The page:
Our access to the Early European Books collections has been extended to include all 15 collections until 31st May 2020.
Please send any feedback you have about the Early European Books collections to us via the online form.
Early European Books provides scholars with new ways of accessing and exploring all works printed in Europe before 1701, drawing together a diverse array of printed sources which also includes a number of items printed further afield. Developed and produced in close collaboration with scholars, rare book librarians, bibliographers, and other experts from the library world, this resource opens the door to some of the world’s most significant holdings of early printed books.
All works printed in Europe before 1701, regardless of language, fall within the scope of the project, as do all pre-1701 works in European languages printed elsewhere. Early European Books builds upon and complements Early English Books Online (EEBO) and is largely concerned with non-Anglophone materials. Books in English or printed in the English-speaking world that are already represented in EEBO are nevertheless included in Early European Books where they form an integral element of library holdings made available for digital capture.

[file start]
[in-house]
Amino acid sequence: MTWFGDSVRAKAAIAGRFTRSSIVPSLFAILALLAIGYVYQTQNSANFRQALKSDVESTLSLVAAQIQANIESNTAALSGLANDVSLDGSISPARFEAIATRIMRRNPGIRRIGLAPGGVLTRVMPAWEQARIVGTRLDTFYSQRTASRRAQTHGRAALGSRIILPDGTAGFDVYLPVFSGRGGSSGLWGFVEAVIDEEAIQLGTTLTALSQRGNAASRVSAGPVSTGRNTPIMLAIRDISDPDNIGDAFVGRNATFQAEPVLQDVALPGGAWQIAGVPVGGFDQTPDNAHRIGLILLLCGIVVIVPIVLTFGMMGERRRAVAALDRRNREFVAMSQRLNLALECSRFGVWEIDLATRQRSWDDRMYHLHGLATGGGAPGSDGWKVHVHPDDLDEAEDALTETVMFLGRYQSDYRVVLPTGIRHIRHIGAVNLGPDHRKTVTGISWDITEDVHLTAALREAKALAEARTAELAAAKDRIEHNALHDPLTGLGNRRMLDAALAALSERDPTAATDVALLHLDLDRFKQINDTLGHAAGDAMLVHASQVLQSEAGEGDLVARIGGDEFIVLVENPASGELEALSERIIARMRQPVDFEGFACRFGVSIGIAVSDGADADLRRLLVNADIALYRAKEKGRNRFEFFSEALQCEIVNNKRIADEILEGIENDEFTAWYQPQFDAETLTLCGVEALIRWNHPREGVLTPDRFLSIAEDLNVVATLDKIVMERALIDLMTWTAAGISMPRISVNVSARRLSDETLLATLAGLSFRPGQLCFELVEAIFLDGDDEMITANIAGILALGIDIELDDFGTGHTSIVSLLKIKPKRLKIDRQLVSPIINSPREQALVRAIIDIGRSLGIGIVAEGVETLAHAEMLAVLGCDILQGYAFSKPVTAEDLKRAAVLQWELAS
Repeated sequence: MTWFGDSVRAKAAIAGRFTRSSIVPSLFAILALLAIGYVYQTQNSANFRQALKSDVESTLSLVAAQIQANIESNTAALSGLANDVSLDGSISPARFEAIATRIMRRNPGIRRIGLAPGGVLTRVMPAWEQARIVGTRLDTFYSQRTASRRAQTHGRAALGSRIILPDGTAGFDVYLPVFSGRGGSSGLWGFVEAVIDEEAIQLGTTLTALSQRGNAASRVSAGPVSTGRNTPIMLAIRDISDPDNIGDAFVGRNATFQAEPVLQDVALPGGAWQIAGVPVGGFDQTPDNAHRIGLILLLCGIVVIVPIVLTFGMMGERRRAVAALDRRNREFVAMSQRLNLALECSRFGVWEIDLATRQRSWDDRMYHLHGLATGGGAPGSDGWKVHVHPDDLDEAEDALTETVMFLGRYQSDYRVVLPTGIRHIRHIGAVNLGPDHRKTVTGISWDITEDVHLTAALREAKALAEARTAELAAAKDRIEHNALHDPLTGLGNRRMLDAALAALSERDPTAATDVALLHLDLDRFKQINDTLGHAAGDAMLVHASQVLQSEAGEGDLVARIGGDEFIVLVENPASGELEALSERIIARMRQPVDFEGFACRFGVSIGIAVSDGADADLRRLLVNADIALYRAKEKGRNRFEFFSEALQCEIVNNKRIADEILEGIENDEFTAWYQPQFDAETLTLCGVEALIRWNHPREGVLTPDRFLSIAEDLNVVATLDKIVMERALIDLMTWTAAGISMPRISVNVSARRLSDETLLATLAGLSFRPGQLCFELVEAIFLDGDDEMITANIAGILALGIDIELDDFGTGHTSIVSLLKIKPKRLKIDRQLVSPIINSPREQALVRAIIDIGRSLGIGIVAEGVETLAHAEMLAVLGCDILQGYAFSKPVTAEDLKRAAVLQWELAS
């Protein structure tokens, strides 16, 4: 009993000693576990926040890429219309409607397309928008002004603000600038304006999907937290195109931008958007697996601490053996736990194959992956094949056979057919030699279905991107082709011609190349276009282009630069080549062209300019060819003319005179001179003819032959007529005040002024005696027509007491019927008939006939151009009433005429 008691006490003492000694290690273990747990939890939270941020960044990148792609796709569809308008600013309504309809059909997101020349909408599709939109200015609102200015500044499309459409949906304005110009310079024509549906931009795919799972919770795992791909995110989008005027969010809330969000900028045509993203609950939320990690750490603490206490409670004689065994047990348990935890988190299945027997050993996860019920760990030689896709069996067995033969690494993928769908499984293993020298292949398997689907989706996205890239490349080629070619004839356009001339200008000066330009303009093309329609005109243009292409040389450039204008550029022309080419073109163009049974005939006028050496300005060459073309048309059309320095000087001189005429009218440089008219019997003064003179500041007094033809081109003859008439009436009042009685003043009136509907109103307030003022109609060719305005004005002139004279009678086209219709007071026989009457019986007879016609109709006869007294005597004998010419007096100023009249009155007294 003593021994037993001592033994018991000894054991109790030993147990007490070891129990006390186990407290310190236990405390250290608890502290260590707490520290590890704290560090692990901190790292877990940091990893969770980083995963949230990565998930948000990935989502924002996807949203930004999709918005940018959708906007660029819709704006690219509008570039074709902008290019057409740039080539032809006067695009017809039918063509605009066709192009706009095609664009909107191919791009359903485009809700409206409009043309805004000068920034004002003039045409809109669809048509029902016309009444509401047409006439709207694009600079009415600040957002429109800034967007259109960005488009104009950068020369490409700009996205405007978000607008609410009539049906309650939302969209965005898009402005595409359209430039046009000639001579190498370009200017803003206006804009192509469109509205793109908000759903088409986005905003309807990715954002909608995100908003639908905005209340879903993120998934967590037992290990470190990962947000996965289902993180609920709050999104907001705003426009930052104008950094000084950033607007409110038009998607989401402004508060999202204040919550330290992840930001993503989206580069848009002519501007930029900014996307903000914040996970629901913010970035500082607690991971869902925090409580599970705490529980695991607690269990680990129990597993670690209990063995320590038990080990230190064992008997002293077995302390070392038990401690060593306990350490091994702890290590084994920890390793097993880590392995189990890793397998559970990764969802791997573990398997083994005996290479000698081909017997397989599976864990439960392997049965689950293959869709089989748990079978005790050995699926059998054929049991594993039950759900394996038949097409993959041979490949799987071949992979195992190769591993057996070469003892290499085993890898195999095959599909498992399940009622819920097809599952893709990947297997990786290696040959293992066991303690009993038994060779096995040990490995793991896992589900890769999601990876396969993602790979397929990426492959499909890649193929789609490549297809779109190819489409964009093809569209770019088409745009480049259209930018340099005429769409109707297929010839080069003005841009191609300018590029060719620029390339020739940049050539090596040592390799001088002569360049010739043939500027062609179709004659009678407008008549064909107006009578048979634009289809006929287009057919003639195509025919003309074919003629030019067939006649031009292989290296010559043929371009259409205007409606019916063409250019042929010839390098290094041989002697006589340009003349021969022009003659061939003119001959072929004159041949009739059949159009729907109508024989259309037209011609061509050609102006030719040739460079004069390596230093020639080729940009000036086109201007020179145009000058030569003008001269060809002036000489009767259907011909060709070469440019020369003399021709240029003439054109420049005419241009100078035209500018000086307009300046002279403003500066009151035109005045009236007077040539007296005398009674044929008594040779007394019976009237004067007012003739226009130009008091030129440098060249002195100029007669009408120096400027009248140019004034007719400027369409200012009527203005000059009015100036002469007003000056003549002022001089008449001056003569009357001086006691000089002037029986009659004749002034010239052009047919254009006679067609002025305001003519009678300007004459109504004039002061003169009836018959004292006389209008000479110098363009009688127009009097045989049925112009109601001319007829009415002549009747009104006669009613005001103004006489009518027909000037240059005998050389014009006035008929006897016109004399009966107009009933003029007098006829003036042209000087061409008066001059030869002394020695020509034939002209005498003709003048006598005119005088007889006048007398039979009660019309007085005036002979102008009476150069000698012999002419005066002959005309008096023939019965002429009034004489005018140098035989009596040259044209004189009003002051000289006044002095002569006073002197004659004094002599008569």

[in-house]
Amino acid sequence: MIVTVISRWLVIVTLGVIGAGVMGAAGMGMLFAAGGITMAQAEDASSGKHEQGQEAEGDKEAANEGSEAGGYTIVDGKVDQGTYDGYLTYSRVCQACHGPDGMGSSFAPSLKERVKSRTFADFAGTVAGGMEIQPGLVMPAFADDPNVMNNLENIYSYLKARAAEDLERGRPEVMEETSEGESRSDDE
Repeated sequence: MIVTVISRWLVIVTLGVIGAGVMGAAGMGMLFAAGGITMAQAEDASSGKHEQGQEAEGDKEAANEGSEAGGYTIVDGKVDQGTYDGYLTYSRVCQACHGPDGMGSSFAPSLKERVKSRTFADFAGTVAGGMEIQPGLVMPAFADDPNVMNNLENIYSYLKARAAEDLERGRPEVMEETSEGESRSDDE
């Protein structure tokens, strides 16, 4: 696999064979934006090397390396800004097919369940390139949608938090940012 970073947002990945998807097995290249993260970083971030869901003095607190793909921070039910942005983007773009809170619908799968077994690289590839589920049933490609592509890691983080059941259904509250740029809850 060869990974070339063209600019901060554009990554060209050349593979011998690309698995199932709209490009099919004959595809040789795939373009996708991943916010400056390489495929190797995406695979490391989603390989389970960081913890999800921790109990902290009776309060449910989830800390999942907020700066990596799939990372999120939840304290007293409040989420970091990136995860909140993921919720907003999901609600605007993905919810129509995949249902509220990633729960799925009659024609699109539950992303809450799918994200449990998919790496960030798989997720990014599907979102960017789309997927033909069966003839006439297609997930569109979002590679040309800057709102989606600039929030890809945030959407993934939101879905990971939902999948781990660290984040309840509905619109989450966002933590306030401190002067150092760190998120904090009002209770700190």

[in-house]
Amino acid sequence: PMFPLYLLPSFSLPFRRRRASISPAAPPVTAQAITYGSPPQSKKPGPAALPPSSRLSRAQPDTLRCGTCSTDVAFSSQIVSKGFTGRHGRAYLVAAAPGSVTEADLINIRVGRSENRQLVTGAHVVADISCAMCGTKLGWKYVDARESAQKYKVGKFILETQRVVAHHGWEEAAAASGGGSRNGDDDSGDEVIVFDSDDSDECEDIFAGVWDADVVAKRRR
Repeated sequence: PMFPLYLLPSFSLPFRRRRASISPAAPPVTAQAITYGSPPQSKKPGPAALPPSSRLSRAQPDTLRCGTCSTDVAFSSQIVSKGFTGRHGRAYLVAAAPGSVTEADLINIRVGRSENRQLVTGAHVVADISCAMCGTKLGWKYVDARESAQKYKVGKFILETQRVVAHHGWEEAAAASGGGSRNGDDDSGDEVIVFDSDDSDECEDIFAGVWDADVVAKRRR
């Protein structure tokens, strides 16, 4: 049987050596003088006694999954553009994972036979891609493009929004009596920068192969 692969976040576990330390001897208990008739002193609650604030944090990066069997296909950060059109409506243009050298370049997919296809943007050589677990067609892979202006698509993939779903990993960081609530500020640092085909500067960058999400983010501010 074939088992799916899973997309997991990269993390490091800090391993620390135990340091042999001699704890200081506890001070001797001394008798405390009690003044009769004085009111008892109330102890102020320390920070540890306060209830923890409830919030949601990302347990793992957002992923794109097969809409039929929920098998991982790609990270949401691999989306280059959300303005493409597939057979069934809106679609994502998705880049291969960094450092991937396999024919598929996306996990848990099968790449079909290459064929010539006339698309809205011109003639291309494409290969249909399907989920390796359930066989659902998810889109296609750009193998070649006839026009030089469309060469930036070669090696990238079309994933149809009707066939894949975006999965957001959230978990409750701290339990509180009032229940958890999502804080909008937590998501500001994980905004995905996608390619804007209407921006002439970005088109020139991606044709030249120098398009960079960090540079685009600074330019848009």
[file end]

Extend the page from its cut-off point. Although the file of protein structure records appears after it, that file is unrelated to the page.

Early European Books offers full-colour, high-resolution (400 ppi) facsimile images scanned directly from the original printed sources. Each item in the collection is captured in its entirety, complete with its binding, edges, endpapers, blank pages, and any loose inserts, providing scholars with a wealth of information about the physical characteristics and provenance histories of the original artefacts.
Detailed descriptive bibliographic metadata accompanies each set of facsimile Document Images to support browsing and searching. Users of Early European Books are also provided with functionality that allows them to pinpoint particular images containing manuscript annotation and various kinds of non-textual printed matter including illustrations and maps.
Text taken from the ProQuest platform.